Operations Management- Chapter 8: Location Strategy

Minimizing costs
-the strategy for industrial location decisions
Maximizing revenue
-the strategy for retail and professional service organizations
Labor cost per day/ Production (units per day)
-Labor cost per unit
Key success factors of COUNTRIES
1. political risks, government rules, attitudes, incentives
2. cultural and economic issues
3. location of markets
4. labor talent, attitudes, productivity, costs
5. availability of supplies, communications, energy
6. exchange rates and currency risk
Key success factors of REGION
1. corporate desires
2. attractiveness of region (culture, taxes, climate)
3. labor availability, costs, attitudes towards unions
4. cost and availability of utilities
5. environmental regulations of state and town
6. government incentives and fiscal policies
7. proximity to raw materials and customers
8. land/construction costs
Key success factors for SITES
1. site size and cost
2. air, rail, highway, and waterway systems
3. zoning restrictions
4. proximity of services/supplies needed
5. environmental impact issues
Tangible costs
readily identifiable costs that can be measured with some precision
Ex. utilities, labor, material, taxes, depreciation, transportation of raw materials, transportation of finished goods, site construction, and government incentives
Intangible costs
a category of location costs that cannot be easily quantified, such as quality and government
Ex. quality of education, public transportation facilities, community attitudes toward the industry and the company, and quality attitudes of prospective employees; quality-of-life variables (climate and sports teams)
1. perishability
2. transportation costs
3. bulk
-why do firms locate near their raw materials and suppliers?
-e.g. bakeries, dairy plants, and frozen seafood processors
Factor-rating method
-most widely used location technique
-a location method that instills objectivity into the process of identifying hard-to-evaluate costs
-a wide variety of factors (education, recreation, labor skills can all be objectively included)
Locational cost-volume analysis
-a method of making an economic comparison of location alternatives
-identifies fixed and variable costs to determine which one provides the lowest cost
Center-of-gravity method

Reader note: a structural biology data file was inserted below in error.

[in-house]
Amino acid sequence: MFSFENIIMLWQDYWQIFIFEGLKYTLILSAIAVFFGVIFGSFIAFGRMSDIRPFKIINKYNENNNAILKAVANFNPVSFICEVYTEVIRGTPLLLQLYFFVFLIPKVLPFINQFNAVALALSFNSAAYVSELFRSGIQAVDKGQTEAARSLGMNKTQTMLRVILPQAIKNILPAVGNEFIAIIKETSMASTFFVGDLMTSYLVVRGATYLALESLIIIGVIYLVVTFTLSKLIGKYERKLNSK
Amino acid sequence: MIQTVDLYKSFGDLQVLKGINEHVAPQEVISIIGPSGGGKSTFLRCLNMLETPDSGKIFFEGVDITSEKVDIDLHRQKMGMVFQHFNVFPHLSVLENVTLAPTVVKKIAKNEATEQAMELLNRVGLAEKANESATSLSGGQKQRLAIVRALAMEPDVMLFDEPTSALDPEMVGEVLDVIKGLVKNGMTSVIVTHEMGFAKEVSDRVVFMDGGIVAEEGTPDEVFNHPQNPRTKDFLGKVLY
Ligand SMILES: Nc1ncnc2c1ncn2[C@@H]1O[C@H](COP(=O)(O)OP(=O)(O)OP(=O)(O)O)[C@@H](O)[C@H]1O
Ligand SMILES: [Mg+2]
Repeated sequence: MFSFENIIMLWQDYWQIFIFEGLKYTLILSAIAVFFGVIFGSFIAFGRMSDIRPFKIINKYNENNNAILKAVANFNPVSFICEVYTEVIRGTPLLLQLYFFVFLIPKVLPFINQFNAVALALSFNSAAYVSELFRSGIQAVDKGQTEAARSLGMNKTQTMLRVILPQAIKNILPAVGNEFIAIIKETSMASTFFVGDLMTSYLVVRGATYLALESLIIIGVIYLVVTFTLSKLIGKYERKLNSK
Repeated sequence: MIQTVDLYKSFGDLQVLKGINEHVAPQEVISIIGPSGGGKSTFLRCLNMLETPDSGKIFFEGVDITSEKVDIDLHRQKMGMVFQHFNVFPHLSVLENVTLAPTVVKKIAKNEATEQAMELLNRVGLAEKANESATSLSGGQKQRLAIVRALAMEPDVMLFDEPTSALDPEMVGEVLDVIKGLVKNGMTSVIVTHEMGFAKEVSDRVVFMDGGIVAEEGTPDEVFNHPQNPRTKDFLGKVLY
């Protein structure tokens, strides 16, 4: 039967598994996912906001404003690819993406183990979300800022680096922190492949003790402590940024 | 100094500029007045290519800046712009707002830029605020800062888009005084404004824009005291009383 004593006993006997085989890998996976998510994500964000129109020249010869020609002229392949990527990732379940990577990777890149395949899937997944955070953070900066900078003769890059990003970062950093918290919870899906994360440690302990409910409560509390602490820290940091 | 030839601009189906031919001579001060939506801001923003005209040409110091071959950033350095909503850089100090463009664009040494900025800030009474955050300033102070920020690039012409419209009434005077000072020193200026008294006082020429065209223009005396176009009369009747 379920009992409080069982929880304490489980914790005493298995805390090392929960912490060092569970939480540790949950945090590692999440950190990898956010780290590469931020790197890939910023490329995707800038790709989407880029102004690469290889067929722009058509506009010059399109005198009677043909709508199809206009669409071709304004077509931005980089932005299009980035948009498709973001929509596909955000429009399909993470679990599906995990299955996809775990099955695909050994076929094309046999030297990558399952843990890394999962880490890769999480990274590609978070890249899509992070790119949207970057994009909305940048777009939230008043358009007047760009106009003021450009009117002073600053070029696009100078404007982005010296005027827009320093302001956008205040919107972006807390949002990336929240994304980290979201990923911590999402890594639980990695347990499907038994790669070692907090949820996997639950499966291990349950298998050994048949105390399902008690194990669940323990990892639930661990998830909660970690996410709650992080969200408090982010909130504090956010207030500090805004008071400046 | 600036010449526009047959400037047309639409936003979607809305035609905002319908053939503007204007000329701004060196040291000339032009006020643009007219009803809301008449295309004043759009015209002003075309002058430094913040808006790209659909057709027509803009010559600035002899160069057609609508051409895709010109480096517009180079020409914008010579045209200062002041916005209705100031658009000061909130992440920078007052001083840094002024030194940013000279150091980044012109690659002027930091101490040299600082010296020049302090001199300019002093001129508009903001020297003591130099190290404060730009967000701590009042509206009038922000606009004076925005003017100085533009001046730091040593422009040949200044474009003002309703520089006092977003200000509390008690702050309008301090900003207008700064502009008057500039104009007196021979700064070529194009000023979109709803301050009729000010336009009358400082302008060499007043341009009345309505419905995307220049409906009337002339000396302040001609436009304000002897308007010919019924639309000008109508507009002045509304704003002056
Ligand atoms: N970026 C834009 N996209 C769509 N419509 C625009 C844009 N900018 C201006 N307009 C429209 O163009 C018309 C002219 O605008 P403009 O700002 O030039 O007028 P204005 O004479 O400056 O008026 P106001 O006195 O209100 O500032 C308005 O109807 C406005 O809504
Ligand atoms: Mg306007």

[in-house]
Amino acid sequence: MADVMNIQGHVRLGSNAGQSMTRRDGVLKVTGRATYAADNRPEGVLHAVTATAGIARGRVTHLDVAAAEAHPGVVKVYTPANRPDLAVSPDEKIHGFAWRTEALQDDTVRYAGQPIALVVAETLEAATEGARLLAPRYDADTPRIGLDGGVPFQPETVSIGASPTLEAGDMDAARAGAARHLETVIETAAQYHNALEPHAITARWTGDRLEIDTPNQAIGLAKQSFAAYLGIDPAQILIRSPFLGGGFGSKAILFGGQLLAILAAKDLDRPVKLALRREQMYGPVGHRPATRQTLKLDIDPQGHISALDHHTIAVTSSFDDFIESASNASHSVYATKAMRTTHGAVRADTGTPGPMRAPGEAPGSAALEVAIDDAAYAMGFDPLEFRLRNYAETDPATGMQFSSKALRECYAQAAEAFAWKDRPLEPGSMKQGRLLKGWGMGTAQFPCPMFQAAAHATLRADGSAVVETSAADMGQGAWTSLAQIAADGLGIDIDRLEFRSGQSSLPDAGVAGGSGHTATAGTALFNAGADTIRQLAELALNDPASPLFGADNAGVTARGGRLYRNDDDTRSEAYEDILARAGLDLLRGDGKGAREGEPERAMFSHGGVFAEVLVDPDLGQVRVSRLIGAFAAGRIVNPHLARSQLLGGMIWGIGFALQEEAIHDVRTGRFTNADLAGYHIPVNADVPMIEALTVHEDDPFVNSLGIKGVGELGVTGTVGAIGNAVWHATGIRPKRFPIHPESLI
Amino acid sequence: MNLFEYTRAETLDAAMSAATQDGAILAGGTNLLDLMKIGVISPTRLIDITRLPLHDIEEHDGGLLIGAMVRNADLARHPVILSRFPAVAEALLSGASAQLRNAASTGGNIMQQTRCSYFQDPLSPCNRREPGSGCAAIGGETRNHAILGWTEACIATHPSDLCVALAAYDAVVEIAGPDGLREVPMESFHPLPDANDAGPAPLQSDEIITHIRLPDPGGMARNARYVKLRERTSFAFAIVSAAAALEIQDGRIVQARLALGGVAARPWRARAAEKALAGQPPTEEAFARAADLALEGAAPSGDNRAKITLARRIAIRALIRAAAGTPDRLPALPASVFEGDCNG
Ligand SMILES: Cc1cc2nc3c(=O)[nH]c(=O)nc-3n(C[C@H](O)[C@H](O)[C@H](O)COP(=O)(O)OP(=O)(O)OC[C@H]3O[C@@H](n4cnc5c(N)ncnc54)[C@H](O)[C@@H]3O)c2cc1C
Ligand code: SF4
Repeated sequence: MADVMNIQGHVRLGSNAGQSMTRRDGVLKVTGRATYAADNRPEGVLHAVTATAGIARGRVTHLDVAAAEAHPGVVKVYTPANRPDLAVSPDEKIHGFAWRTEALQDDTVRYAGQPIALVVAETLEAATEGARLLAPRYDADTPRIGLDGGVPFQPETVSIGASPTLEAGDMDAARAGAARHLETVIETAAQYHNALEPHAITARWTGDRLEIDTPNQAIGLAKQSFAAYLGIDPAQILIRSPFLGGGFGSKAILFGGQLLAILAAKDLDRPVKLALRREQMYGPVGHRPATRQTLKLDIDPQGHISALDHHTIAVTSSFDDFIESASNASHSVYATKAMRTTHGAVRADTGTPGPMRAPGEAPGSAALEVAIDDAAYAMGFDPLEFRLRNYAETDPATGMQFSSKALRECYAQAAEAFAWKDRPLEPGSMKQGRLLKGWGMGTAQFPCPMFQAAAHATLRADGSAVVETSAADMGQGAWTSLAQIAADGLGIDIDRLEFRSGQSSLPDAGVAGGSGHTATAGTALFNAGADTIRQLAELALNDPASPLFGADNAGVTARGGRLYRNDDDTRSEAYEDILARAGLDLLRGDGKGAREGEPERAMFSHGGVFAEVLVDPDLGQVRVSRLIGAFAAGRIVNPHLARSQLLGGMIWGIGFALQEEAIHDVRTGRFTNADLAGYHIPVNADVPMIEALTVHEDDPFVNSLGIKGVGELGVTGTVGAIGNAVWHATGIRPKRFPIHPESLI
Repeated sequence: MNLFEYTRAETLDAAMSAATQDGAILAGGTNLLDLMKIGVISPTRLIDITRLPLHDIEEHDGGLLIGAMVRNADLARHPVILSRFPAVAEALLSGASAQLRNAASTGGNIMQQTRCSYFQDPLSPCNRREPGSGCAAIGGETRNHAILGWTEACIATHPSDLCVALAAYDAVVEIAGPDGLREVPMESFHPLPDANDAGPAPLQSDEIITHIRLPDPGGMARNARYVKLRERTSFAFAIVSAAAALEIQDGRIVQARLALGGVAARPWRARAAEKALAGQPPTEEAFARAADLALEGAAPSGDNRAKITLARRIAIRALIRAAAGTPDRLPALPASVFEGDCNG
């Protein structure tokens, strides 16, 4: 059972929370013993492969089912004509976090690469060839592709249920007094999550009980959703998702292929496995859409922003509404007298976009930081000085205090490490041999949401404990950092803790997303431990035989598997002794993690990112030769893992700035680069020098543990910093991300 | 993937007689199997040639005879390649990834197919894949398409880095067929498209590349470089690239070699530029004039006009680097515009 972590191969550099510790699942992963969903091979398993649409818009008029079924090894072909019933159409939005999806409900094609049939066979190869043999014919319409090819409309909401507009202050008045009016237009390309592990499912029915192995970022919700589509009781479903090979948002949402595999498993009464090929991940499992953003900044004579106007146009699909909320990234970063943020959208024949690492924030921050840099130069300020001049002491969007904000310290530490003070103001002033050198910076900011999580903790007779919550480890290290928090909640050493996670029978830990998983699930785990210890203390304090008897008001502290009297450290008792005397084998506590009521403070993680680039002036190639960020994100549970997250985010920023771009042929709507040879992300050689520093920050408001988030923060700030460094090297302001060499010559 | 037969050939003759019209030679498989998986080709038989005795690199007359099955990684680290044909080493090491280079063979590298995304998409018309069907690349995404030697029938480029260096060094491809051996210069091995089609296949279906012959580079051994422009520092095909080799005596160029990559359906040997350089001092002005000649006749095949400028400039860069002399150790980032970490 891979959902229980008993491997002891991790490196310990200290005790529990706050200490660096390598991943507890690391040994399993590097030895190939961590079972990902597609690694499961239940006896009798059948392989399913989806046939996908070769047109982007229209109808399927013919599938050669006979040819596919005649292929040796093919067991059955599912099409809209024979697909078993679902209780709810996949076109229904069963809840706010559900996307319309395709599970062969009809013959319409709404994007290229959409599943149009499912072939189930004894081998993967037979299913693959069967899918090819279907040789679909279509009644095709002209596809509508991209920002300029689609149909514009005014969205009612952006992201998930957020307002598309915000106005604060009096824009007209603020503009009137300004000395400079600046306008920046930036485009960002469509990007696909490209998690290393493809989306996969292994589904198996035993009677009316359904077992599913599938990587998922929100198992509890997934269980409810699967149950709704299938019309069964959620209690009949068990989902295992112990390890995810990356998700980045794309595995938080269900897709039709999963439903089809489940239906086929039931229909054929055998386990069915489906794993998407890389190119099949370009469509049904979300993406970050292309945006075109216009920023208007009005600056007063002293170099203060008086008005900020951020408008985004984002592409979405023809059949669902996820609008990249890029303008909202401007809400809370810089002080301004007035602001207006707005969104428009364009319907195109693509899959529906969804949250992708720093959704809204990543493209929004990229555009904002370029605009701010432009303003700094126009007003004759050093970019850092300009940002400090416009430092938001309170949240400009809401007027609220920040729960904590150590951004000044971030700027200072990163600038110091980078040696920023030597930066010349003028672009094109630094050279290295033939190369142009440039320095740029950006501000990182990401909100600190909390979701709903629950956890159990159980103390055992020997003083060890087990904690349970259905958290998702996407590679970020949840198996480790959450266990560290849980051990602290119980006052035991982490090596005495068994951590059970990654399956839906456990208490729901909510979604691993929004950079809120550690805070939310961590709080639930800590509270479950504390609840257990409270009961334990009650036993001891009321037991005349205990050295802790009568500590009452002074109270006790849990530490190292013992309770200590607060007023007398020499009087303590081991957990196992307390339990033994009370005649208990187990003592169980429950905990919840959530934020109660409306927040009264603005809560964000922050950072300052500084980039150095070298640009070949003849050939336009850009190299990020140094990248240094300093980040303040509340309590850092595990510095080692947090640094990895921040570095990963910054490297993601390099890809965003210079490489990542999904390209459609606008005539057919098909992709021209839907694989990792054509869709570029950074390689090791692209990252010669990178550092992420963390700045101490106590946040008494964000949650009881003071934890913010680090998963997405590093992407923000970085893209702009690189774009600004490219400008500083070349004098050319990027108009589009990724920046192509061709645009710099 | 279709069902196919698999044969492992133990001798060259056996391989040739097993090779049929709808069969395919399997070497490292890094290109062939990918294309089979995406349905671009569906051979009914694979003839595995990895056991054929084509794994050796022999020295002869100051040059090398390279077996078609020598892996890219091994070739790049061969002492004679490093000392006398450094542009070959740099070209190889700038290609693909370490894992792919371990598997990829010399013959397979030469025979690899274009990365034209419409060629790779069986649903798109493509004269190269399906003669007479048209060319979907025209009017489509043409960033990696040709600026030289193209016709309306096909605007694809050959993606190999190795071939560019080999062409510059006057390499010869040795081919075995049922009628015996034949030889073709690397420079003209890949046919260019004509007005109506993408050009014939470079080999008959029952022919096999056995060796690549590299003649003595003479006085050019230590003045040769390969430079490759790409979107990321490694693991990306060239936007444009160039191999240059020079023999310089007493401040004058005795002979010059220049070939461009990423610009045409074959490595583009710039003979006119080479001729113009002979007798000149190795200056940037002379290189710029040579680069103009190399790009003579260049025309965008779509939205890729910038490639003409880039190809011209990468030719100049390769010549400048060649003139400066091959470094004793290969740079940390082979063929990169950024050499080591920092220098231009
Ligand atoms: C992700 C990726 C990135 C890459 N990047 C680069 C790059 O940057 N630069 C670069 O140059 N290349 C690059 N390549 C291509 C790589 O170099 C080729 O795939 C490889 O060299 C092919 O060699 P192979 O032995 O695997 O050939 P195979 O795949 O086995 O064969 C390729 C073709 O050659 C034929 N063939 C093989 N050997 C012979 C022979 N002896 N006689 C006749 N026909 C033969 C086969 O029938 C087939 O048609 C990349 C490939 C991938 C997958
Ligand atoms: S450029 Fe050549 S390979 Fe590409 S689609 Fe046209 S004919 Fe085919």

-a mathematical technique used for finding the best location for a SINGLE distribution point that services several stores or areas and will minimize distribution costs
-takes into account the location of markets, the volume of goods shipped to those markets, and shipping costs in finding the best location
Transportation model
-objective is to determine the best pattern of shipments from several points of supply (sources) to several points of demand (destinations) so as to minimize total production and transportation costs
-finds an initial feasible solution and then makes a step-by-step improvement until an optimal solution is reached
Geographic information system (GIS)
-a system that stores and displays information that can be linked to a geographic location
-enables more complex demographic analysis
-by combing population, age, income, traffic flow, and density figures with geography, a retailer can pinpoint the best location for a new store or restaurant
labor productivity
wage rates are not the only cost; lower productivity may increase total cost
exchange rates and currency risks
can have a significant impact on costs; rates change over time
political risk, values and culture
globally cultures have different attitudes towards punctuality, legal and ethical issues
proximity to markets
very important to services; JIT systems or high transportation costs may make it important to manufacturers
proximity to suppliers
perishable goods, high transportation costs, bulky products
proximity to competitors (clustering)
often driven by resources such as natural, information, capital, talent; found in both manufacturing and service industries